• RootWebOnly – this is a boolean value. If set to true, then this will only install when activated at the top-level site collection.

File Attributes:

  • Url is relative to the web site and contains the name of the file (i.e MyPage.aspx).

How to Create a Custom List with a Custom Content Type and Views


Steps to creating a new list with custom views and a custom content type:

Why use a custom content type?

  1. Create your site columns (fields) and content type, and deploy it to your development farm.
  2. Create a new generic Custom list on any site of your choosing.  Enable content type management on the list.
  3. Remove the default Item content type from the list.
  4. Add your new custom content type to the list, it should be the default.
  5. Customize your views as needed.
  6. Use the SharePoint Solution Generator to generate a List Definition for your new list.  The resulting generated Visual Studio project will contain a folder for the list that contains several form files (DispForm.aspx, EditForm.aspx, and NewForm.aspx) and an .aspx file for each view you created such as AllItems.aspx.  You will also have a schema.xml file which contains the content type definition, the views definition, and the fields section.  Leave the Fields and Views nodes/sections alone as they contain the definitions you defined.
  7. In the schema.xml file, in the ContentTypes node you will find a ContentType node defining your custom content type.  Comment (or delete) this entire node.  We will add this content type to the list via code instead of defining its association here declaratively.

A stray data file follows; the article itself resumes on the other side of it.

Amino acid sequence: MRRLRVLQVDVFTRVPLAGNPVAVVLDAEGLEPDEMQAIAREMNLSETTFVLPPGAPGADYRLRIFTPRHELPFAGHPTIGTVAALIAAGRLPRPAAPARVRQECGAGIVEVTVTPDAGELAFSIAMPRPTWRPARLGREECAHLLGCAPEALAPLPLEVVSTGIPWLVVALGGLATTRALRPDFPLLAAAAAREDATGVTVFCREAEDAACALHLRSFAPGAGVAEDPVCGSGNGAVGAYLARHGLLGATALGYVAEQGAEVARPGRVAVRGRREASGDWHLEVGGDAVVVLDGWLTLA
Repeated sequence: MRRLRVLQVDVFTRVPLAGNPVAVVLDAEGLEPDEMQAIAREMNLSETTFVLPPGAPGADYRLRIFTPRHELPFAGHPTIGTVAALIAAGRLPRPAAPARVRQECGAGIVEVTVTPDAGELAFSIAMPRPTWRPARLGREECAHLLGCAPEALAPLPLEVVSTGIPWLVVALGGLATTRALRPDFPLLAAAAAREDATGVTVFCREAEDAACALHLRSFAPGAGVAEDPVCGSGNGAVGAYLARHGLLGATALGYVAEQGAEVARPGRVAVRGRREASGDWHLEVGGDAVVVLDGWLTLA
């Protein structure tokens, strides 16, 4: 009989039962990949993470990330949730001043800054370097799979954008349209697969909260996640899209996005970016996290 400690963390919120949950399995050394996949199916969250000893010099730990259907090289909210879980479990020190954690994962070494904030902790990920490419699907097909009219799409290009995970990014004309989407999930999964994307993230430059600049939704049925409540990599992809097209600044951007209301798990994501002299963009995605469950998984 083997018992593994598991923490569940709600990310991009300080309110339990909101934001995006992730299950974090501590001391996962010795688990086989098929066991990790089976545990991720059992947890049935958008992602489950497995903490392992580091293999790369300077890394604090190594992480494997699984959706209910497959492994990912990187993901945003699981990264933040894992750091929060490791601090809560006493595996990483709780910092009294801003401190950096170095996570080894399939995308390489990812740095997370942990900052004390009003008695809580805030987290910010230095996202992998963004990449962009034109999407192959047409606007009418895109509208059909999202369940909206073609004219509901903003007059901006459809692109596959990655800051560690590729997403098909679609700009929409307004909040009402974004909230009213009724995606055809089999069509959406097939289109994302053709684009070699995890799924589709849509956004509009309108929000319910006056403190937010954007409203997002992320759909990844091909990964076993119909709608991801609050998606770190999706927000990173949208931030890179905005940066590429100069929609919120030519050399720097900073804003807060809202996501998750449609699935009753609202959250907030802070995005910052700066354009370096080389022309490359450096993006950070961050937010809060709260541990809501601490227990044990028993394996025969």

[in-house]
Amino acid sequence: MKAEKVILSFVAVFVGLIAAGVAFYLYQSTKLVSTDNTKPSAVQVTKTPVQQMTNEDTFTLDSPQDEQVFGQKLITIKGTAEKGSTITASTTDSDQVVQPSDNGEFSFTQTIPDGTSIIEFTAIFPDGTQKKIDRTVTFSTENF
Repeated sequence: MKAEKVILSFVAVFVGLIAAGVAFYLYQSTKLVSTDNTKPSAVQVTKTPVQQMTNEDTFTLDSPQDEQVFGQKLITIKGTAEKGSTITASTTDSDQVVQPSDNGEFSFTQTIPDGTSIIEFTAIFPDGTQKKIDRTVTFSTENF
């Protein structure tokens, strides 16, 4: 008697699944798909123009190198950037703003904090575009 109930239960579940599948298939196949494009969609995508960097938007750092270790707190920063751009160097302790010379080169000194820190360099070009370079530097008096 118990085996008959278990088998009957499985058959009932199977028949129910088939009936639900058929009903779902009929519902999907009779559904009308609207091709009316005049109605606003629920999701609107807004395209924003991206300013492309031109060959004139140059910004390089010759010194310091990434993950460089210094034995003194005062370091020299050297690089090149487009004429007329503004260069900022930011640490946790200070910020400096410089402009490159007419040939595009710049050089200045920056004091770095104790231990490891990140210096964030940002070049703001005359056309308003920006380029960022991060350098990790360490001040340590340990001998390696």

The Major Task content type is commented out here because we are going to add
it programmatically via the ListInstances feature receiver.  This allows us to
properly promote all the fields in the content type to the list and enable
content type management on the list much more easily.

Logging to the SharePoint Log Files

Thanks to Brad Younge for sharing this a while back.  Below is an example on how to write to the SharePoint log files (located in C:\Program Files\Common Files\Microsoft Shared\web server extensions\12\LOGS folder).

catch(Exception e) 
   Microsoft.Office.Server.Diagnostics.PortalLog.LogString("Exception: {0} - {1}", e.Message, e.StackTrace);

You’ll likely want to prefix your log entries with a date and time stamp.

How To SysPrep Your Virtual PC/Virtual Server Images

This is something that anyone who uses Virtual Server or Virtual PC should know.


System administrators and software developers, especially those who are developing SharePoint solutions, often develop or test using virtual machines, either Virtual PC 2007 or Virtual Server 2005 R2.  Creating new virtual machines can be a time consuming effort; one we would all like to prevent from having to do every time we need a new virtual machine.  The great thing is that you can save all the time it takes to install Windows and the latest Windows Updates if you SysPrep a virtual machine.